Agile Embraces Change, But Does NOT Always Encourage It

This content is syndicated from VersionOne by VersionOne. To view the original post in full, click here.

One of the biggest reasons many organizations adopt agile methods is because agile embraces change – shifting business priorities, new customer needs, competitive pressure, etc. But just because agile methodologies embrace change doesn’t mean that agile encourages change. It's common sense that not all change is good – often it can be distracting and frustrating to the team and the overall organization. The key is know when change is “good” and when its potentially “bad”.

It’s easy to justify just about anything, but it takes disciplined organizations, product owners and agile teams to recognize good versus potentially bad change. The responsibility often falls on the product owner in conjunction with the executive management team to determine the business value of changing high level priorities (often at the product or release planning level), but the team also needs to stick to their guns when change is introduced during iterations/sprints. Agile project management allows for a significant amount of change at the highest planning levels, when the least amount of information is known and little work has been done, but significant reprioritization is discouraged during a release and practically forbidden during an iteration.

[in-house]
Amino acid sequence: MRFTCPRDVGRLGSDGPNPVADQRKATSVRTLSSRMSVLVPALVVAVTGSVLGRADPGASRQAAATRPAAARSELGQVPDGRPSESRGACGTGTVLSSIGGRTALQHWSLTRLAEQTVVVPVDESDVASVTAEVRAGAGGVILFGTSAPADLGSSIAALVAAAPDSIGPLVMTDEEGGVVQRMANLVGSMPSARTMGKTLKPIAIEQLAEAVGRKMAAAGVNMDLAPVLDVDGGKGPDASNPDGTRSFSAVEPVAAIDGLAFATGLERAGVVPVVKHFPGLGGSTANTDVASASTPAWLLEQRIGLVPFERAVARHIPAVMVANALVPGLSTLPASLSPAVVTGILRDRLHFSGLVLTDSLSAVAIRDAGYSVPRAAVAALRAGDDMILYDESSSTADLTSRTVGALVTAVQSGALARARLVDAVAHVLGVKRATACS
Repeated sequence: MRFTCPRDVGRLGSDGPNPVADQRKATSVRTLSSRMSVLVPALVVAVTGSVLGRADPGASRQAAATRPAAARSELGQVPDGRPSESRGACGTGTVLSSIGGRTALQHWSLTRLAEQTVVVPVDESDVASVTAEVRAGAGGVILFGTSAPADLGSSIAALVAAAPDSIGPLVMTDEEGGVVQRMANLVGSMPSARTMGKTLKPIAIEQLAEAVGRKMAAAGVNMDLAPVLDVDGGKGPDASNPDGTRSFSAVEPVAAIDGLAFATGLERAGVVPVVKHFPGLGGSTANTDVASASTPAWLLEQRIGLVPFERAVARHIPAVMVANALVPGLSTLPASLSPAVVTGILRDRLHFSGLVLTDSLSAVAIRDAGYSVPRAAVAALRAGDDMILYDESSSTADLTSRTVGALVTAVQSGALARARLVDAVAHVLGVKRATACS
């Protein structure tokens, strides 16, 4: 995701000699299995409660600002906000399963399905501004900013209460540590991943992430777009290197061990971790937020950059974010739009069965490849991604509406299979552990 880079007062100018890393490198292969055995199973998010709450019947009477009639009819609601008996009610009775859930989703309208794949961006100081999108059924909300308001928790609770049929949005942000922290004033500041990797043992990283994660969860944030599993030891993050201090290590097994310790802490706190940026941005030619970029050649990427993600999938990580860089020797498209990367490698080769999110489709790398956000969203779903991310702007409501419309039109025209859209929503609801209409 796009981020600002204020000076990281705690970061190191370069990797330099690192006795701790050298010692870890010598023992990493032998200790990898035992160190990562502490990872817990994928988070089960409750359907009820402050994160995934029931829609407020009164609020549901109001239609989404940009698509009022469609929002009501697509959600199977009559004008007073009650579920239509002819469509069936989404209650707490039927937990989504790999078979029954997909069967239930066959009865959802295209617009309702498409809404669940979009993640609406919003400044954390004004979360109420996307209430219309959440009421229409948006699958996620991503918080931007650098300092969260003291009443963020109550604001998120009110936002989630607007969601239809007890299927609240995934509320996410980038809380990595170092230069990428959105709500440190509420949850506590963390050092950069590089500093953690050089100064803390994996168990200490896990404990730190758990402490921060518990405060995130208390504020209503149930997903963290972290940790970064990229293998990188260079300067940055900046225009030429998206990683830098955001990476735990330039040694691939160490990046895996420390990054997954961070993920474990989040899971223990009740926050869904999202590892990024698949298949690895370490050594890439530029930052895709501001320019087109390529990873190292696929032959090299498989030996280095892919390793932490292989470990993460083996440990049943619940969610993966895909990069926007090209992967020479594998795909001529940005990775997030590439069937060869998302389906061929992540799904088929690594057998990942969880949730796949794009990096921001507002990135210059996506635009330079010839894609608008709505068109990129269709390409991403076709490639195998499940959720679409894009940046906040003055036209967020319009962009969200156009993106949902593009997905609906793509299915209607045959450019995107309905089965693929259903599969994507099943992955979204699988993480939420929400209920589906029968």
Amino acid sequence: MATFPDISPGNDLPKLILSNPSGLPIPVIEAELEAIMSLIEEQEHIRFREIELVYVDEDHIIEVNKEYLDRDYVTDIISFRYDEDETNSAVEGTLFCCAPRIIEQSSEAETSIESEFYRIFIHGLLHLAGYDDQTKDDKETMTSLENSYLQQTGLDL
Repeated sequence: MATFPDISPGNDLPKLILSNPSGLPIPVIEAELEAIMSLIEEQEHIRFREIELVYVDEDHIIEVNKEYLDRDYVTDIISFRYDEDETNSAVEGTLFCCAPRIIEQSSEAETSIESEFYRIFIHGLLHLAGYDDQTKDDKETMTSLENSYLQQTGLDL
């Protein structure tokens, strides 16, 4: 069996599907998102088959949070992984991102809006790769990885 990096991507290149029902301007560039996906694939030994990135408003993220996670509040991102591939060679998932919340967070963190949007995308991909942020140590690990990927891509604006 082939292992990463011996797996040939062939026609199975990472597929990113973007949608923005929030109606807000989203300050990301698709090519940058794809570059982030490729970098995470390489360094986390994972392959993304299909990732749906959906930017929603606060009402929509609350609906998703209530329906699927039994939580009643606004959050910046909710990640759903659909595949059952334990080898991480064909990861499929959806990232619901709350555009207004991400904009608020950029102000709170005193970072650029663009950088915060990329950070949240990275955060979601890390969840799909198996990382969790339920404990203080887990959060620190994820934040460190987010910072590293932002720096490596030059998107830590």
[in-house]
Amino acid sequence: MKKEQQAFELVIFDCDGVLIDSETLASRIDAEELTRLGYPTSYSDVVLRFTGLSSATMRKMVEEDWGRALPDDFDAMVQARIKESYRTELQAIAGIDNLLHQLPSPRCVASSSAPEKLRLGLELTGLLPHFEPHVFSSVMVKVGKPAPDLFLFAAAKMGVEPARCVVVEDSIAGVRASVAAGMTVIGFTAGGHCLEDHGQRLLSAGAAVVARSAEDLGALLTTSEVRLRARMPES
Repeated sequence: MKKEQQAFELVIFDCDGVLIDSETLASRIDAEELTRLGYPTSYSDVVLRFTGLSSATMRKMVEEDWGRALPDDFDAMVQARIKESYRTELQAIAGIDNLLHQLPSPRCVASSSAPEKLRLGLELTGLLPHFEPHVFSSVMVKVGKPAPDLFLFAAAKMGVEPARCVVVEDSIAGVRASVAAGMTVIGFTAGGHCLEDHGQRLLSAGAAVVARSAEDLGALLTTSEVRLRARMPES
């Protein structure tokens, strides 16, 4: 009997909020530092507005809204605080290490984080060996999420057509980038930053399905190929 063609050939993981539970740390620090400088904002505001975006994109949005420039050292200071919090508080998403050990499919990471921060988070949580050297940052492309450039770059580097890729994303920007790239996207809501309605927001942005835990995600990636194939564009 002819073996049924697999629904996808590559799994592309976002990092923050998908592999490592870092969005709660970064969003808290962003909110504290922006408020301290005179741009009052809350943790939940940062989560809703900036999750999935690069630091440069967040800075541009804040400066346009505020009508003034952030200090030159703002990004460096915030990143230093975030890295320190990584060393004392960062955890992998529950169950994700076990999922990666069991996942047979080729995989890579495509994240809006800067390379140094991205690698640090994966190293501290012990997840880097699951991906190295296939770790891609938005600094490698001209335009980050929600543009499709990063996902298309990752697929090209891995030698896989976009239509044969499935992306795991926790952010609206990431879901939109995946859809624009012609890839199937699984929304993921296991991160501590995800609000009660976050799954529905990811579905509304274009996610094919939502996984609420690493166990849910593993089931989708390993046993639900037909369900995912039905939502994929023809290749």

Good change is often characterized by the potential to increase business value delivered. For example, if a significant number of customers (these are often internal customers if you’re on a marketing team) request a feature that was previously lower in the backlog, it’s common sense to move it up in priority. But the case for changing priorities isn’t usually that clear. One or two large customers might be making a lot of noise about a particular feature right now, but do any of your other customers or prospects even care? It can be tempting to drop what the team has been doing and change course, but it often isn’t wise. Spiking (researching effort) the work required to deliver the requested feature is often a good first step. If the team determines that the effort is minimal and it wouldn’t jeopardize completing other higher-priority features in the release, the potential benefit would most likely outweigh the potential harm. If the team comes back and says the effort is significant and would put the release at risk, then you have a couple of options – take the time to reach out to other customers and reassess the potential value, or let the customer know it’s in the backlog.

Leave a Reply

Your email address will not be published. Required fields are marked *

7 − two =